Real-Life Medical Mistakes That Will Make You Cringe

Surgical supplies are left behind more often than you would think.

When we go in for surgery, we place our lives in the hands of those who are operating on us. While most surgeries go off without a hitch, medical errors are also common. In fact, one study estimated that they’re the third leading cause of death in the United States, claiming more than more than 250,000 lives per year. So what errors are happening in the operating room? Here are some true stories that will give you pause.

Here are some true stories that will give you pause.

Oh my gauze

Sponges, needles, and surgical instruments are left behind in patients more often than you would think. In fact, research has shown that it happens anywhere from 4,500 to 6,000 times in the United States each year. About 70 percent of the time, it’s gauze or a sponge that remain in patients’ bodies. But 5 percent of the time, surgeons leave their scalpel. Or something else. One scary story? A foot-long pipe was removed from a Czechoslovakian woman five months after an earlier surgery.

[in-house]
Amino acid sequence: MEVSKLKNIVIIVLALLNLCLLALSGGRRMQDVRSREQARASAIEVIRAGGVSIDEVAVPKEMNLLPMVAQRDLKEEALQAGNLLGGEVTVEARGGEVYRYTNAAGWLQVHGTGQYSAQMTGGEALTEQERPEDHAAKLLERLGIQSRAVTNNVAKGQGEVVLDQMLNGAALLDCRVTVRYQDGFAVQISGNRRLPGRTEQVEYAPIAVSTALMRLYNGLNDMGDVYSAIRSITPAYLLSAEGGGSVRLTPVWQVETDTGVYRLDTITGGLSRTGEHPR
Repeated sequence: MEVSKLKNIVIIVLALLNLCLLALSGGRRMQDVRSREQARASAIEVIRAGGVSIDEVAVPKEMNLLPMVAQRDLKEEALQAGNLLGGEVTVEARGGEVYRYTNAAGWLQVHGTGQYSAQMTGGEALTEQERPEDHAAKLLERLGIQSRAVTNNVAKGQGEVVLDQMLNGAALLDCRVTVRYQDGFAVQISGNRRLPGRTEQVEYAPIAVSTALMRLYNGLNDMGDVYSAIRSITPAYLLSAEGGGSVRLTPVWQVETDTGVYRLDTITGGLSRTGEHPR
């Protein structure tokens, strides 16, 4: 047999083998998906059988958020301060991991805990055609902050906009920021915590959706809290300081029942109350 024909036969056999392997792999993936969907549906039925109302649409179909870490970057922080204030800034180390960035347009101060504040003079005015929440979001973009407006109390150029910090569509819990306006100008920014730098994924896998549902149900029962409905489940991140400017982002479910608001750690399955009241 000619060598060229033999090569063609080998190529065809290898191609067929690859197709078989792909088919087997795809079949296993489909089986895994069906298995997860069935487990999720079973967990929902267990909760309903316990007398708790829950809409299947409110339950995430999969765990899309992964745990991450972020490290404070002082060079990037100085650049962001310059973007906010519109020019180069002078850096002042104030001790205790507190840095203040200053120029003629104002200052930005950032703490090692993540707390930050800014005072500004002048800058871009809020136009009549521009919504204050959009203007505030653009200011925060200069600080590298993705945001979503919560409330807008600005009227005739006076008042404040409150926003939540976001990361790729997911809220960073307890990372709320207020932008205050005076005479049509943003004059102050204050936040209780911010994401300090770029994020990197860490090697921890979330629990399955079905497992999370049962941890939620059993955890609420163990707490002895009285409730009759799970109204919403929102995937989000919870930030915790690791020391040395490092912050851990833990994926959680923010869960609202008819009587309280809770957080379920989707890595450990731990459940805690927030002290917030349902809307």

A burgeoning belly

After an emergency C-section, Air Force Major Erika Parks experienced extreme pain and swelling in her stomach. And unlike most mothers who’ve just given birth, her belly continued to grow. The culprit? A sponge that was entangled in her intestines. It took doctors six hours to remove the infected tissue.

Double whammy

An unnamed woman in Kentucky got more than she expected when she went in for a hysterectomy in 2006. Doctors removed her uterus all right, but they replaced it with a surgical sponge. It took six months to figure that out. When the sponge was removed, they had to take out part of the woman’s small intestine as well. A jury later awarded the woman $2.5 million in damages.

Intestinal distress

Another case of misplaced sponges involves a man named Lenny LeClair. He kept projectile vomiting, and couldn’t help but notice that it smelled like feces. He got a CT scan, which showed that several sponges from a surgery the year before remained in his intestines. They caused an infection that destroyed parts of LeClair’s colon. Doctors had to remove parts of his intestines, and he had to use a colostomy bag.

Brain surgery gone awry

Safety procedures such as drawing a big X on a patient’s head where surgeons should operate are supposed to guard against mistakes. But despite that, surgeons at Rhode Island Hospital repeatedly sliced into the wrong side of patients’ heads in 2007. In two of those cases, the surgeons had cut all the way through the skulls before they realized they had made a mistake. After the third error, the Rhode Island Department of Health fined the hospital $50,000

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Written by Xi Wang


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